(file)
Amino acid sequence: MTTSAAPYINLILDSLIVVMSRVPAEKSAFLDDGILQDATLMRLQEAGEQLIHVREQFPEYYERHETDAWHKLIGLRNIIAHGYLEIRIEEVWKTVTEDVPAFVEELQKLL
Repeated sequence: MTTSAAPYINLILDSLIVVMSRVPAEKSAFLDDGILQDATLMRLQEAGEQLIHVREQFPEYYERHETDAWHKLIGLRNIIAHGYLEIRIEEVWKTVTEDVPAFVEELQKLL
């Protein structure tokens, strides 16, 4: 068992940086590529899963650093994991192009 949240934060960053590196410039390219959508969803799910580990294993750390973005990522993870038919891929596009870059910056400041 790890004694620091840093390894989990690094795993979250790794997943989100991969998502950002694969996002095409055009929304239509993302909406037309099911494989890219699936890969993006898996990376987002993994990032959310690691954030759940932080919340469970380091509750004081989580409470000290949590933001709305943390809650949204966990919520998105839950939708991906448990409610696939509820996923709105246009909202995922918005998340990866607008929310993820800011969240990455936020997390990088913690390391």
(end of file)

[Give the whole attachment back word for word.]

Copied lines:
Amino acid sequence: MTTSAAPYINLILDSLIVVMSRVPAEKSAFLDDGILQDATLMRLQEAGEQLIHVREQFPEYYERHETDAWHKLIGLRNIIAHGYLEIRIEEVWKTVTEDVPAFVEELQKLL
Repeated sequence: MTTSAAPYINLILDSLIVVMSRVPAEKSAFLDDGILQDATLMRLQEAGEQLIHVREQFPEYYERHETDAWHKLIGLRNIIAHGYLEIRIEEVWKTVTEDVPAFVEELQKLL
């Protein structure tokens, strides 16, 4: 068992940086590529899963650093994991192009 949240934060960053590196410039390219959508969803799910580990294993750390973005990522993870038919891929596009870059910056400041 790890004694620091840093390894989990690094795993979250790794997943989100991969998502950002694969996002095409055009929304239509993302909406037309099911494989890219699936890969993006898996990376987002993994990032959310690691954030759940932080919340469970380091509750004081989580409470000290949590933001709305943390809650949204966990919520998105839950939708991906448990409610696939509820996923709105246009909202995922918005998340990866607008929310993820800011969240990455936020997390990088913690390391």